A cost-plus contract is where the client pays for all of the contractor’s allowed expenses, plus additional payments to ensure the contractor makes a profit. These contracts provide flexibility to the contractor, at some risk to the buyer. In such a case, the party drawing up the contract anticipates that the contractor will make good on his or her promises to deliver, and agrees to pay extra so that the contractor can make an additional profit upon completion.
A fixed fee contract is a contract for a fixed amount of money. The amount does not depend on the resources used or time expended on the project.
What Are Your Certificates Of Liability And/Or Insurance?
Every contractor should be certified to work in the state they’re operating in and offer insurance. Good contractors go beyond and have additional certifications. For a list of certifications in Arizona, visit this guide.
How Do They Schedule Payments?
Every contractor has a schedule for when they expect to be paid. Some will want a lump sum, while others may bill on a monthly or bi-weekly basis.
Should Your Architects Review Certificates Of Payments?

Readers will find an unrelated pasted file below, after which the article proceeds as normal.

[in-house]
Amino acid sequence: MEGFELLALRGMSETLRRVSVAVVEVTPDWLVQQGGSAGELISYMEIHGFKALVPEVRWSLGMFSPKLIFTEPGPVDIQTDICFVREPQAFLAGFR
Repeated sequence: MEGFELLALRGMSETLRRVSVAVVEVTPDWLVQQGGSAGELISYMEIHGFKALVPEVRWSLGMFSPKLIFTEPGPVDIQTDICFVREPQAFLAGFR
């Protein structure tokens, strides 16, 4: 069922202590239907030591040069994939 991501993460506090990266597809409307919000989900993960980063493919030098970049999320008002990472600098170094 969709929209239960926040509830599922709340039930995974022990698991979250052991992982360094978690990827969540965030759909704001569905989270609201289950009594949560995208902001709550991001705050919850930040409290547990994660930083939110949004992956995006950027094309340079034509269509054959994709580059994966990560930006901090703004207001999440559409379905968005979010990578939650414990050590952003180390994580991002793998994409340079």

Yes. The architect is there to save you money so you only pay for what was completed in that billing period.
Can I See Your Projects? Have They Worked In The Neighborhood You Are Working In?
Seeing is always believing. If the contractor has past projects or is currently working on one and denies you the ability to see it, move on. You will want trust and transparency in this long-term working relationship, and seeing their work in real life is the best approach to ensuring you’ll be happy with the finished product.
How Do Change Orders Work?
A change order is a document used to record an amendment to your original construction contract. They are common in most larger projects and can feel frustrating. It is important to have a clear line of communication with your contractor to understand when and why a change on the project is happening.
Is Their Contract Based on an AIA Legal Contract?
AIA contracts or a vetted equivalent are a must. They are documents that balance the interests of all the stakeholders, from the contractor, architect, and owner, so no one is unfairly represented.
If you’re still unsure, contact Urban Design Associates. They will be able to answer any of your questions and have free consultations if you’re looking to build your dream home.